The practice of building a life, career, and/or business to success is a bell curve with a very small number of outliers able to rely solely on skill and a lot of luck, to go about it alone. The majority of women idealize the outliers, spending tens-of-thousands of dollars to attend their workshops, copy their social media feeds, or buy their programs just to become like them, all the while continuing to listen to and conform to the cultural attitude that going about it alone is the standard expectation of a successful woman. This is the most dangerous mistake of all that will keep women stressed and lead them directly into burnout.
What You Can Do Instead
Solutions to each of these mistakes are clear, but not simple nor always easy to implement. In working with these women, I’ve found specific steps help methodically undo the damage. You need a strategy and there are lots of resources out there to help. I devised the Get SMaRT™ Stress Management and Resilience Training around these principles. The below steps are in order and focus on specific elements of the stress cycle. Take them in baby-steps or jump in deep. Just move forward with each as your capacity allows and you’ll Get SMaRT before you know it.
- Know your stress: The point of knowing your stress helps you identify the kind and type of stress you are experiencing. Because our bodies don’t decipher between good stress (eustress) or bad stress (distress), any stress situation we are put in triggers the stress response process. By that theory, even too much eustress, the good stuff, can be damaging to our bodies. Knowing what stresses you out, allows you to create action plans full of appropriate coping methods to combat your unique stress. This is the first line of defense against burnout, stopping it before it even starts.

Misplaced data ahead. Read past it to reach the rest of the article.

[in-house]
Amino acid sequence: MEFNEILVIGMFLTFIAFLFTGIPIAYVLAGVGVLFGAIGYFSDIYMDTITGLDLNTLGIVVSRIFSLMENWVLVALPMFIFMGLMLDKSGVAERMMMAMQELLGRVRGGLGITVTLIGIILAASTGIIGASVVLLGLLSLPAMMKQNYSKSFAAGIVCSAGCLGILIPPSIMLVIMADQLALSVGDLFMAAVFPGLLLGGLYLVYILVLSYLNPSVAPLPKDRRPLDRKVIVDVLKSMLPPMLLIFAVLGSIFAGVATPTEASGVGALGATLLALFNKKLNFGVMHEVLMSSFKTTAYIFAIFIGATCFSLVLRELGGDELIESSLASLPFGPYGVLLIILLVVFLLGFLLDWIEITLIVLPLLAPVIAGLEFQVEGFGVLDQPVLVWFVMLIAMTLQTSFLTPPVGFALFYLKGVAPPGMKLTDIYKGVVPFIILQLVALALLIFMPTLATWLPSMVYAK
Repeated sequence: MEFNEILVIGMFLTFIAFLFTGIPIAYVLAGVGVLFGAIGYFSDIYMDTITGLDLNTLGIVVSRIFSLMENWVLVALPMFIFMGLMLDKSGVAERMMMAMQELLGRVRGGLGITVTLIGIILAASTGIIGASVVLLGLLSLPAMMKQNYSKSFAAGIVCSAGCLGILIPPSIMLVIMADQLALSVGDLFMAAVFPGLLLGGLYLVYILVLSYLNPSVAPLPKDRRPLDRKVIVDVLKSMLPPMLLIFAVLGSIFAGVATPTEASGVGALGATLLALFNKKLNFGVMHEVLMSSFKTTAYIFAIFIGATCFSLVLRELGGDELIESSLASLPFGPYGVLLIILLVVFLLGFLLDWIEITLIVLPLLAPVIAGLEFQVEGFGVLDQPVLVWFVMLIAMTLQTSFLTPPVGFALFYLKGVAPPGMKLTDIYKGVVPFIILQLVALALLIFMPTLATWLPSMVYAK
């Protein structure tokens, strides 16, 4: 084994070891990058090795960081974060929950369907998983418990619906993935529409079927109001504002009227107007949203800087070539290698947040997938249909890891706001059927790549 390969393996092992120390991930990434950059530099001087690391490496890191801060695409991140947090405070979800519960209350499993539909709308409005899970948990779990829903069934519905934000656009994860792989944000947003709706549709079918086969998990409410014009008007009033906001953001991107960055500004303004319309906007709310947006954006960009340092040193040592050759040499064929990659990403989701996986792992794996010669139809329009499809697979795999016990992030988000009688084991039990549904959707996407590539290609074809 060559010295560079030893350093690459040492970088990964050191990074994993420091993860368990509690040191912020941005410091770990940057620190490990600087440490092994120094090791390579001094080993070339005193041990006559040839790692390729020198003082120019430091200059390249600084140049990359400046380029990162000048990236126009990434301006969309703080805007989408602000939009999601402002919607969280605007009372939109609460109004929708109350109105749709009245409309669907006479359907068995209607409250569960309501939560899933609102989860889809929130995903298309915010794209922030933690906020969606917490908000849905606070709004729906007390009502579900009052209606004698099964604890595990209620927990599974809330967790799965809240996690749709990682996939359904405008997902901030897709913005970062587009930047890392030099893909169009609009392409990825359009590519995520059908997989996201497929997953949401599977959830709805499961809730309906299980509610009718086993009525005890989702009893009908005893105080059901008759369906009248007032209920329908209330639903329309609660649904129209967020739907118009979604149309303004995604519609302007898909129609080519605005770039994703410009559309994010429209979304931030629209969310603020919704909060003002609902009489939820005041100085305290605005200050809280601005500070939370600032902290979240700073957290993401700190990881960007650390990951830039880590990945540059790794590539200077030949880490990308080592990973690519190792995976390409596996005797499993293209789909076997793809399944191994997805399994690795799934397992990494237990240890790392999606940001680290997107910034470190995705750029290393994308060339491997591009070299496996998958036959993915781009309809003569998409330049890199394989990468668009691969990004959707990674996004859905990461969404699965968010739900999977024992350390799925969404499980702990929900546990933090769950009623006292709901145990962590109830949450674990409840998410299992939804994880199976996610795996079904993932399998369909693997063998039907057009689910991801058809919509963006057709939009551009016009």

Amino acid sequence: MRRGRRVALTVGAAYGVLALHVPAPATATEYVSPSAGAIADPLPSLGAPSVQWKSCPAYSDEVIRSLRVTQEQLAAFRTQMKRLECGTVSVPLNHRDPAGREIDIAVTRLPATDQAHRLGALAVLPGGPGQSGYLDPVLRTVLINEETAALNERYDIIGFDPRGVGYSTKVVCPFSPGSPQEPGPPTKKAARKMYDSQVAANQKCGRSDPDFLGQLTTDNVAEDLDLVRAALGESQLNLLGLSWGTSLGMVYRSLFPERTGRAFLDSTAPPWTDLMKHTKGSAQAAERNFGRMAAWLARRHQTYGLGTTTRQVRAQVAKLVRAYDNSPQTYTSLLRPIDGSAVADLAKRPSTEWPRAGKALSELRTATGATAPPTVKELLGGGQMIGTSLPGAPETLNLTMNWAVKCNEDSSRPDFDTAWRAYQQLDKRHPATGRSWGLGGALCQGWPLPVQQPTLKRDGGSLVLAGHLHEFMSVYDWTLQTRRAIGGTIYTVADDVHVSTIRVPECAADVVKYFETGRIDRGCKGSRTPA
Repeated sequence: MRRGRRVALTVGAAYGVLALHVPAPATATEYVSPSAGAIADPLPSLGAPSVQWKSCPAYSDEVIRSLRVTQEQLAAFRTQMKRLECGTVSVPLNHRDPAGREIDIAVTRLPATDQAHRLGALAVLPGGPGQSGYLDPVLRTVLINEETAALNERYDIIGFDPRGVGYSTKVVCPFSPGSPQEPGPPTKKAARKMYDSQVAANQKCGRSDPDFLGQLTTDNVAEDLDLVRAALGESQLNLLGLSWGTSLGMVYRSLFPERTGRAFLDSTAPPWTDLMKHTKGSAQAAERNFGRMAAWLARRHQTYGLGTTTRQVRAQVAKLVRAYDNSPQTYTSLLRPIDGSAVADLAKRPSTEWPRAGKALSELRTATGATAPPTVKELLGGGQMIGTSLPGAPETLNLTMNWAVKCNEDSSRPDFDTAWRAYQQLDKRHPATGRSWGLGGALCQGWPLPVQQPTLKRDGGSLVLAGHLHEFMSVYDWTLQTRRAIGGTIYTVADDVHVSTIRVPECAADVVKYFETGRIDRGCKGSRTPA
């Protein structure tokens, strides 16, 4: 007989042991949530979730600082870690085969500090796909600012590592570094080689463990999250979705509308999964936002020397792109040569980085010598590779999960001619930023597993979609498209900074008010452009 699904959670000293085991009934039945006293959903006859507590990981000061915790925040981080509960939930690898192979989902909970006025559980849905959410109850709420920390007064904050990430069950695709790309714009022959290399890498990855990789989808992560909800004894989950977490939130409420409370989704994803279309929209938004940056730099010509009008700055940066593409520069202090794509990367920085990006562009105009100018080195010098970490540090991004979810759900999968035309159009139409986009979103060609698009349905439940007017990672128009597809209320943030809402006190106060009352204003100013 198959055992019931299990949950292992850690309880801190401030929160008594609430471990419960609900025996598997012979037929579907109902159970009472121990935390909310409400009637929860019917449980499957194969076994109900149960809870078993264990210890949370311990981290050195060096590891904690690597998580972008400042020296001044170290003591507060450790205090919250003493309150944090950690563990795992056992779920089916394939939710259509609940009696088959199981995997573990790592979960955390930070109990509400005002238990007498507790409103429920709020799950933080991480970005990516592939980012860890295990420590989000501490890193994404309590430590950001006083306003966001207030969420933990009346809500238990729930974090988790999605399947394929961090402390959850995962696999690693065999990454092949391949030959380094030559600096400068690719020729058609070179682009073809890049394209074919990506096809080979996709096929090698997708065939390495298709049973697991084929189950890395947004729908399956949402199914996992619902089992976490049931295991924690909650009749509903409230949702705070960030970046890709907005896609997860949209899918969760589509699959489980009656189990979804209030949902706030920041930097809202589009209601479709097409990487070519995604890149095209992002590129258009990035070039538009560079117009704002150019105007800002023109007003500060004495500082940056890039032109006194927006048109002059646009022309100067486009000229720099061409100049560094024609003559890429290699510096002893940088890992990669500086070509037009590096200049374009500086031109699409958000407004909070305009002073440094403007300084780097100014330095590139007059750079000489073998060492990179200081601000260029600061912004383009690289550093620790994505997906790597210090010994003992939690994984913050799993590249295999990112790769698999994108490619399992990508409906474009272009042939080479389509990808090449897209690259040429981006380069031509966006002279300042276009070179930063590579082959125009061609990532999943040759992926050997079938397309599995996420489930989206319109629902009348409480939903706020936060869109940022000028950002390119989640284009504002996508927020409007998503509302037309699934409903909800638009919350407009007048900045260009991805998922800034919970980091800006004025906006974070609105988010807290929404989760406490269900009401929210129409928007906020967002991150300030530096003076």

- Assess your stress: Becoming aware of your warning signs is the second step to warding off burnout. How does stress show up for you/in you? Until you know the severity of your condition, the level of impact it is having on your body, and exactly what kind of stress you are experiencing, there is no way to make sure you are using the correct coping method. For example, you can’t exercise away psychological stress nor sleep away physiological stress. These are the wrong prescriptions for your diagnosis.
There are several ways to assess your stress that provide different insights into the severity of your stress response. The highly valid and reliable Holmes-Rahe Stress Scale gives you a prediction on your risk of injury or illness. Stress self-assessments through AIS, Mayo Clinic, Cleveland Clinic, and the APA allow for online questionnaires to give you information based on your answers. Or simply asking yourself how stressed you are right now on a scale of 1 to 10, can help guide you to select the right coping methods, how many, and how often you partake in SMaRT coping.